If the above scenarios really happened then Air Transat's ETOPS license should have been withdrawn and heavy fines imposed. ETOPS does not allow for the substitution of primary system components with NON ETOPS approved parts. You can use non ETOPS parts but the plane can only be used for non ETOPS flights until the part is replaced with an ETOPS certified part.

Dl757md
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RE: Etops

Mon Jun 21, 2004 3:54 pm

@ConcordeBoy

"...um, and flying a quad with no mandatory pre-planned alternates and no mandatory fire suppression aboard, isn't?????????"

Get your facts straigth buddy! I never heard of any longhaul fligzht that isn't oprating with pre-planned alternates enroute, no matter if there are 2, 3 or 4 engines!! It might be not mandatory, but this doesn't mean nobody does it. Same applies for the fire suppression..... If you have a list of airlines that do not do plan alternates and have NO fire suppression on longhaul aircrafts, feel free to provide a list here!

Back to topic, the ETOPS rating (duration) is granted not to an aircraft but to each airline individually. An airline has to proof the reliability of their fleet to the authorities regularly. Based on those numbers the authorities will or will not accept extension of the ETOPS limit to this particular airline. That a 777 is capable for ETOPS 330 does not mean that every airline is granted this ETOPS limitation from day 1 of operating the type.

Cheers, Thomas
 
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Starlionblue
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RE: Etops

Mon Jun 21, 2004 4:06 pm

If something takes both engines out, that same something would most probably take all the engines out on a quad as well (fuel leak on Air Transat would have been as much of a problem on A340, or all engines failing on BA 747 ingesting volcanic ash). If an engine fails in flight due to a cause related to that engine (e.g. a fan blade giving up the ghost), the likelyhood of the other engine failing is just as minuscule as that of an engine failing in the first place. Sure, the second engine COULD fail, but I could walk along the street and a meteor COULD hit me on the head. I figure my odds are pretty good either way. As ConcordeBoy points out, there has never been an accident with an ETOPS related cause.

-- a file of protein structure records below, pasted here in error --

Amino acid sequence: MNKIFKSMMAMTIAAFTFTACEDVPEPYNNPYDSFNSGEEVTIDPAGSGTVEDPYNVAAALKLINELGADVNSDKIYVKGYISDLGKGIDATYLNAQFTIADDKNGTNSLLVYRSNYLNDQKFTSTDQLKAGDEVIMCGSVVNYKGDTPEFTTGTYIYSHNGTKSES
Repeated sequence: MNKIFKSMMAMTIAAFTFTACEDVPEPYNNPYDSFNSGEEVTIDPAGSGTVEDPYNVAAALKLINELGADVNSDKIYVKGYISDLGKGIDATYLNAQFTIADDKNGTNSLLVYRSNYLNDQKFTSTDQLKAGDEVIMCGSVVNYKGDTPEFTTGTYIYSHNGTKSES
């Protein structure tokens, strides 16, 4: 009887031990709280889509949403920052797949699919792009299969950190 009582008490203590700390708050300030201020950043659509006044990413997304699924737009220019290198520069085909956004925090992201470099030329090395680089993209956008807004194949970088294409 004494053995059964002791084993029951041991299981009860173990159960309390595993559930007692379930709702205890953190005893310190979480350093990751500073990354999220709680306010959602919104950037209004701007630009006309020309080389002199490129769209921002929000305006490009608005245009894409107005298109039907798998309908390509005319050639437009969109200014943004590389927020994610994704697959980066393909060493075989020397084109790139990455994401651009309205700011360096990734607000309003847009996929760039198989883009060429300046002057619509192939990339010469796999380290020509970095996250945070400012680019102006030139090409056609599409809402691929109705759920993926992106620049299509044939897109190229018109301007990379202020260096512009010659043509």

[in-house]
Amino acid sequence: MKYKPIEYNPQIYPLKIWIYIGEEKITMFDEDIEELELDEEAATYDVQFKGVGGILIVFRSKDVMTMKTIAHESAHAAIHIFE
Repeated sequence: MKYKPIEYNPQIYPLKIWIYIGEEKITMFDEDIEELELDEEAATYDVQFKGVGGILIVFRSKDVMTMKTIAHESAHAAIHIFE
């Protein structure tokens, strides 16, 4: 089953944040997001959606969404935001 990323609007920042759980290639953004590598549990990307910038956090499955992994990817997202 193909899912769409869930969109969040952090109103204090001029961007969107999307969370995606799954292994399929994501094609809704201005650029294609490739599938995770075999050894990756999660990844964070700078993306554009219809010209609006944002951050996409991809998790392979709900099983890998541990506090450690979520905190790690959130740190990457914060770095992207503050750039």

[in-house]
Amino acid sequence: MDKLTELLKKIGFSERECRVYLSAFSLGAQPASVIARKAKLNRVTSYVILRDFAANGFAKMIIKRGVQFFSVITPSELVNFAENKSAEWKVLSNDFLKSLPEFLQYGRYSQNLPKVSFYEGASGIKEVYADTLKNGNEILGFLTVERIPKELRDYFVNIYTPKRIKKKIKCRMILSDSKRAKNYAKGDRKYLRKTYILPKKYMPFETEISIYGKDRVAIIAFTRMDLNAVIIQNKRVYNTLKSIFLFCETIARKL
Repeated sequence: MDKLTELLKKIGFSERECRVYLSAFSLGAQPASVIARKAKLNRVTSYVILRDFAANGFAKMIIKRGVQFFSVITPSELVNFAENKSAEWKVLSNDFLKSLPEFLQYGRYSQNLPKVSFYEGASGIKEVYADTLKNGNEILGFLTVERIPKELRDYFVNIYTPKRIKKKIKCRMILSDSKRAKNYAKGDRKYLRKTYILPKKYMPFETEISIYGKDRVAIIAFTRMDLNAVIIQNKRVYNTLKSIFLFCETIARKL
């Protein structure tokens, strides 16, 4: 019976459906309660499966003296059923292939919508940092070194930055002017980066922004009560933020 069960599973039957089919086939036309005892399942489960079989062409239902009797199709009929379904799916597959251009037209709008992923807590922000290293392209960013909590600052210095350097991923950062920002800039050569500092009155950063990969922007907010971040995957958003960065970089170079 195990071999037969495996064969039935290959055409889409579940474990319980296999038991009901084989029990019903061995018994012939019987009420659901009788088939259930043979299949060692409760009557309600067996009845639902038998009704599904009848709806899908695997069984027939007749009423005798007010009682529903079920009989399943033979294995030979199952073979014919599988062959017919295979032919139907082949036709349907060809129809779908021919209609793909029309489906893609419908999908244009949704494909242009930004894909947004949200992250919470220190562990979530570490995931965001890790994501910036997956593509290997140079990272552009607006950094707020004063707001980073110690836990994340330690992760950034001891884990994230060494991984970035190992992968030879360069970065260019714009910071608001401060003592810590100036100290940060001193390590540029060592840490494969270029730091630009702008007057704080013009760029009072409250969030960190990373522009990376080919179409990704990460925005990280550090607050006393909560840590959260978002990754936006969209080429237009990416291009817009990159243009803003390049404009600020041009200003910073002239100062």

So it's not really a calculated risk, just a simple admission of operational and mechanical realities.

And if you're worried, just ask a pilot how many times he or she has had an engine failure in flight. Of the many I have asked, no one has ever given me an answer greater than three (most said never), and that guy was pushing sixty with over 40 years experience.
"There are no stupid questions, but there are a lot of inquisitive idiots." - John Ringo
 
btv92
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RE: Etops

Tue Jun 22, 2004 4:00 pm

In reply to posting # 46,the Air Transat fuel leak was caused by a faulty fuel pump(not intended for the A-330 engine) installed as a substitute part when the A-330 engine had been changed 5 days previous.The fuel pump was like 2 cm different in size and rubbed against an adjoining fuel line causing the leak.The National Geographic cable TV documentary is on this month several times and goes into great detail.For some reason,the replacement engine came without a fuel pump and they substituted a similar one from another engine. The captain chose to ignore the cockpit warning lights re: fuel imbalance initially as a "computer problem". Sorry to get off the main topic here. Tim